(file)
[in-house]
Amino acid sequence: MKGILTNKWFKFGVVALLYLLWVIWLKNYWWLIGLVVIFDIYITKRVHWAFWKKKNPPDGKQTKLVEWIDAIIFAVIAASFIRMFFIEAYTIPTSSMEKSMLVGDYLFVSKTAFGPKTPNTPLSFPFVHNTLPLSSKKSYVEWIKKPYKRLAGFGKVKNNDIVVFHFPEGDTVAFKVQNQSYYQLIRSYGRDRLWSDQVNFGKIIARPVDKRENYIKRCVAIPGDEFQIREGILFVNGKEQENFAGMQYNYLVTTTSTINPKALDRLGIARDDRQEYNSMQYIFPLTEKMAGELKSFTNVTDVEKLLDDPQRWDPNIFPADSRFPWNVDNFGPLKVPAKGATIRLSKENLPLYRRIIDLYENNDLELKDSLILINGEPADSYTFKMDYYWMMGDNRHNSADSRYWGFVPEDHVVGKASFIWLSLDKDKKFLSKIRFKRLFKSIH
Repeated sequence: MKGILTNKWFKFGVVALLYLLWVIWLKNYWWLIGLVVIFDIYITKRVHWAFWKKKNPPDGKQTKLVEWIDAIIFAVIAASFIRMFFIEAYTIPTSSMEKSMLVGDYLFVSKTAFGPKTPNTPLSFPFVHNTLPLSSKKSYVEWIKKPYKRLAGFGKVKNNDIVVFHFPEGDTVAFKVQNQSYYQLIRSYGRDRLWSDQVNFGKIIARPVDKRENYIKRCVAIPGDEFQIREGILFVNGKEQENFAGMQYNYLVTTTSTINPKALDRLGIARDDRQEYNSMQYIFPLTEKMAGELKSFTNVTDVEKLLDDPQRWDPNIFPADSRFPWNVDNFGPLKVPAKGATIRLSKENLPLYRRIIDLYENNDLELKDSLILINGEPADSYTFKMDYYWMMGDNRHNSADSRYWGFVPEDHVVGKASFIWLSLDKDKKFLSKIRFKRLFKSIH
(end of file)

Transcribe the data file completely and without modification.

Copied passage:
[in-house]
Amino acid sequence: MKGILTNKWFKFGVVALLYLLWVIWLKNYWWLIGLVVIFDIYITKRVHWAFWKKKNPPDGKQTKLVEWIDAIIFAVIAASFIRMFFIEAYTIPTSSMEKSMLVGDYLFVSKTAFGPKTPNTPLSFPFVHNTLPLSSKKSYVEWIKKPYKRLAGFGKVKNNDIVVFHFPEGDTVAFKVQNQSYYQLIRSYGRDRLWSDQVNFGKIIARPVDKRENYIKRCVAIPGDEFQIREGILFVNGKEQENFAGMQYNYLVTTTSTINPKALDRLGIARDDRQEYNSMQYIFPLTEKMAGELKSFTNVTDVEKLLDDPQRWDPNIFPADSRFPWNVDNFGPLKVPAKGATIRLSKENLPLYRRIIDLYENNDLELKDSLILINGEPADSYTFKMDYYWMMGDNRHNSADSRYWGFVPEDHVVGKASFIWLSLDKDKKFLSKIRFKRLFKSIH
Repeated sequence: MKGILTNKWFKFGVVALLYLLWVIWLKNYWWLIGLVVIFDIYITKRVHWAFWKKKNPPDGKQTKLVEWIDAIIFAVIAASFIRMFFIEAYTIPTSSMEKSMLVGDYLFVSKTAFGPKTPNTPLSFPFVHNTLPLSSKKSYVEWIKKPYKRLAGFGKVKNNDIVVFHFPEGDTVAFKVQNQSYYQLIRSYGRDRLWSDQVNFGKIIARPVDKRENYIKRCVAIPGDEFQIREGILFVNGKEQENFAGMQYNYLVTTTSTINPKALDRLGIARDDRQEYNSMQYIFPLTEKMAGELKSFTNVTDVEKLLDDPQRWDPNIFPADSRFPWNVDNFGPLKVPAKGATIRLSKENLPLYRRIIDLYENNDLELKDSLILINGEPADSYTFKMDYYWMMGDNRHNSADSRYWGFVPEDHVVGKASFIWLSLDKDKKFLSKIRFKRLFKSIH